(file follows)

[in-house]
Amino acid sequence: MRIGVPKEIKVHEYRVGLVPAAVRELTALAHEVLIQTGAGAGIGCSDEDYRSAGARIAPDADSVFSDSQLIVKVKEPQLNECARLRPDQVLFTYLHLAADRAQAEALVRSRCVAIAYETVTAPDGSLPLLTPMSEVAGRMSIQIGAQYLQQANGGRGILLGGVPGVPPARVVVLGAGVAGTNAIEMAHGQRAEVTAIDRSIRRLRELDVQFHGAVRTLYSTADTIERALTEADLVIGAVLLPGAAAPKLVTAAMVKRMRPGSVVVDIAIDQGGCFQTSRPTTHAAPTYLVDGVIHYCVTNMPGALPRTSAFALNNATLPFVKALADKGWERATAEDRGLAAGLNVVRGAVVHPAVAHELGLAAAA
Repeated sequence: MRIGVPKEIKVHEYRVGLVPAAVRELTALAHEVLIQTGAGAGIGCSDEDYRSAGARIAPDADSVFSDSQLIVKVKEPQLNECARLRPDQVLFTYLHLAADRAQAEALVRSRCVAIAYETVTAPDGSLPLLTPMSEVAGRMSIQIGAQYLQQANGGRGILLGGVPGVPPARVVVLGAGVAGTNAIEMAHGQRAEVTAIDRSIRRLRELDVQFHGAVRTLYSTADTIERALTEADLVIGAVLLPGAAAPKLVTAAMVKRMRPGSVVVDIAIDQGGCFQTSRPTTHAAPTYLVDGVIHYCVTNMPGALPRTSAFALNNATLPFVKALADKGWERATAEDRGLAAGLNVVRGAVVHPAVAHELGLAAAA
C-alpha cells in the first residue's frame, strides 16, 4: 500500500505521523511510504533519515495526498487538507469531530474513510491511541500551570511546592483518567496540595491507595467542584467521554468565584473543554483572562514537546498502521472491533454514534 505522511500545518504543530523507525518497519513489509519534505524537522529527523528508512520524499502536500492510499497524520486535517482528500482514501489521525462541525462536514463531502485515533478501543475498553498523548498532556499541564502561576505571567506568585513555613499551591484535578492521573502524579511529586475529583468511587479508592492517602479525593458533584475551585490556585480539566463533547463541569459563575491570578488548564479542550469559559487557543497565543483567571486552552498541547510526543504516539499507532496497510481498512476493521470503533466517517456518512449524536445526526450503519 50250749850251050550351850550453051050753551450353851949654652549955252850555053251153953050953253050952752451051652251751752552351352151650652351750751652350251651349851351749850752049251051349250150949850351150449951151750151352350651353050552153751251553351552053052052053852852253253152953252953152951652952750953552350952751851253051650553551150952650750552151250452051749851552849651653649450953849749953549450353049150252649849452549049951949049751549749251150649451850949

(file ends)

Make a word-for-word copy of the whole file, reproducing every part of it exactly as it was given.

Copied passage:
[in-house]
Amino acid sequence: MRIGVPKEIKVHEYRVGLVPAAVRELTALAHEVLIQTGAGAGIGCSDEDYRSAGARIAPDADSVFSDSQLIVKVKEPQLNECARLRPDQVLFTYLHLAADRAQAEALVRSRCVAIAYETVTAPDGSLPLLTPMSEVAGRMSIQIGAQYLQQANGGRGILLGGVPGVPPARVVVLGAGVAGTNAIEMAHGQRAEVTAIDRSIRRLRELDVQFHGAVRTLYSTADTIERALTEADLVIGAVLLPGAAAPKLVTAAMVKRMRPGSVVVDIAIDQGGCFQTSRPTTHAAPTYLVDGVIHYCVTNMPGALPRTSAFALNNATLPFVKALADKGWERATAEDRGLAAGLNVVRGAVVHPAVAHELGLAAAA
Repeated sequence: MRIGVPKEIKVHEYRVGLVPAAVRELTALAHEVLIQTGAGAGIGCSDEDYRSAGARIAPDADSVFSDSQLIVKVKEPQLNECARLRPDQVLFTYLHLAADRAQAEALVRSRCVAIAYETVTAPDGSLPLLTPMSEVAGRMSIQIGAQYLQQANGGRGILLGGVPGVPPARVVVLGAGVAGTNAIEMAHGQRAEVTAIDRSIRRLRELDVQFHGAVRTLYSTADTIERALTEADLVIGAVLLPGAAAPKLVTAAMVKRMRPGSVVVDIAIDQGGCFQTSRPTTHAAPTYLVDGVIHYCVTNMPGALPRTSAFALNNATLPFVKALADKGWERATAEDRGLAAGLNVVRGAVVHPAVAHELGLAAAA
C-alpha cells in the first residue's frame, strides 16, 4: 500500500505521523511510504533519515495526498487538507469531530474513510491511541500551570511546592483518567496540595491507595467542584467521554468565584473543554483572562514537546498502521472491533454514534 505522511500545518504543530523507525518497519513489509519534505524537522529527523528508512520524499502536500492510499497524520486535517482528500482514501489521525462541525462536514463531502485515533478501543475498553498523548498532556499541564502561576505571567506568585513555613499551591484535578492521573502524579511529586475529583468511587479508592492517602479525593458533584475551585490556585480539566463533547463541569459563575491570578488548564479542550469559559487557543497565543483567571486552552498541547510526543504516539499507532496497510481498512476493521470503533466517517456518512449524536445526526450503519 50250749850251050550351850550453051050753551450353851949654652549955252850555053251153953050953253050952752451051652251751752552351352151650652351750751652350251651349851351749850752049251051349250150949850351150449951151750151352350651353050552153751251553351552053052052053852852253253152953252953152951652952750953552350952751851253051650553551150952650750552151250452051749851552849651653649450953849749953549450353049150252649849452549049951949049751549749251150649451850949